IFFI DOWN THE DRAIN
ALL of the problems of Panjim began with Parrikar’s obsessions to host the International Film Festival. To create the infra-structure for IFFI Parrikar destroyed the only stadium in Panjim, mainly the Bandodkar Stadium, which was the home of football in Goa. Parrikar destroyed the Portuguese designed underground drainage system in the name of the beautification of Panjim for IFFI. Parrikar has spent several crores of rupees on building a jetty at Kala Academy for the benefit of IFFI delegates which was never used. Parrikar spent over `25 crore to put up huge air-conditioned hangers to accommodate over 4000 people for the IFFI opening and closing ceremony. Even 14 years after Goa became the permanent venue for IFFI Parrikar has not been able to create infra-structure for the festival.
THE latest disgrace is the Dona Paula-Miramar road which despite an expenditure of over `100 crore on concreting it, is still in a shambles. Cracks have appeared even on the small stretch of road from Dona Paula circle to the Governor’s residence.
Panjim was the first town in Goa to start door to door collection of garbage. It was a first town to introduce segregation of garbage at source by distributing green and black bins for wet and dry garbage. It was the first town which encouraged housing colonies to set up composting units. It was all of no use as there was no place to dump the garbage. So much so, the entire Panjim from Dona Paula to the Campal ground and the KTC bus stand and Patto became a garbage dump. Even the small waste treatment plant in Patto stopped working long ago resulting in the most stinking business district in Goa or India.
Smart Parrikar wants Panjim to become a smart city. But this is another of the empty promises which Parrikar will never be able to implement. Parrikar can only come up with grand ideas. He is not capable of implementing them. Parrikar built an alternative bridge at Patto. He also is in the process of building a third bridge over the Mandovi River to add to the existing two bridges. There is no point in building additional bridges which will only bring more people to Panjim. The solution to the traffic jams and the parking problems in Panjim is not to build bridges or multi-storey car parks but to decongest the city.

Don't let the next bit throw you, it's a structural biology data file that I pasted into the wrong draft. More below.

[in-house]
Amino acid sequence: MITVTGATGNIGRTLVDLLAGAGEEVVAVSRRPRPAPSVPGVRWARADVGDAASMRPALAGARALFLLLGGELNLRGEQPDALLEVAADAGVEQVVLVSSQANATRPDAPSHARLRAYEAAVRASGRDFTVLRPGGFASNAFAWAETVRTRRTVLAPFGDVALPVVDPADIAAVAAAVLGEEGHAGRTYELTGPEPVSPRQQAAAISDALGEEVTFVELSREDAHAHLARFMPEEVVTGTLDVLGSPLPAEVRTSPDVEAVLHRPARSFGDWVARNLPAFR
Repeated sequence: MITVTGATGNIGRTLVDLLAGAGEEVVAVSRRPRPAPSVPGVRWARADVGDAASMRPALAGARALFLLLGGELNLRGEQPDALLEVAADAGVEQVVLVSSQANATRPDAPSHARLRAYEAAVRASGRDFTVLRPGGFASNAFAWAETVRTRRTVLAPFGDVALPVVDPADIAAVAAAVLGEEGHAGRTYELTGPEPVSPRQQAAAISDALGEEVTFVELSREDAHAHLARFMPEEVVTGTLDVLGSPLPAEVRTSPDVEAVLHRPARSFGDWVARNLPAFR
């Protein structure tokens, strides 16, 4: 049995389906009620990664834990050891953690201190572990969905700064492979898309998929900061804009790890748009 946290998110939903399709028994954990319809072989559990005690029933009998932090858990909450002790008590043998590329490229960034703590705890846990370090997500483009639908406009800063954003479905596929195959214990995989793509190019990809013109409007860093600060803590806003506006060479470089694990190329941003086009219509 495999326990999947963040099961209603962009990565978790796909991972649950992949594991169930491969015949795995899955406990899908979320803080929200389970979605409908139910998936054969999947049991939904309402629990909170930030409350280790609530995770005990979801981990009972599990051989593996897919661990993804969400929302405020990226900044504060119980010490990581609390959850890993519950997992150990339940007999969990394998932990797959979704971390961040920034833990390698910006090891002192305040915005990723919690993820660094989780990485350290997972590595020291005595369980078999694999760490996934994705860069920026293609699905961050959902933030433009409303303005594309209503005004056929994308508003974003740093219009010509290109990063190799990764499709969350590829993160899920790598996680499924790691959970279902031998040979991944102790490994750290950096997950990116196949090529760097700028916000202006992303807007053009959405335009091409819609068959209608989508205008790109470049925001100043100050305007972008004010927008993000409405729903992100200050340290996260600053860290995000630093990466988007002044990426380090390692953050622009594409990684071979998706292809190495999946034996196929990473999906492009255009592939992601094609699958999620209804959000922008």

At least IFFI happens only for eight days every year in the last week of November. The casinos in the Mandovi Rivers are there for the last several years. They work 24×7. The presence of these offshore casinos in the River Mandovi creates traffic congestion not only in the Mandovi but on the roads leading to the boarding points. Every day at full capacity they can attract 5,000 to 10,000 gamblers, both local and tourists, every day. Almost all of them travel to the captain of port jetty and the casino jetty in their expensive SUVs. Every casino has at least a hundred SUVs on contract to transport gamblers from their hotels to the ships. There is a traffic jam every night opposite the Mandovi Hotel which is the entry point for Casino Pride. Similarly there is an even bigger traffic jam near the petrol station of the Panjim residency which is the entry point for the offshore casinos of Jaydev Mody.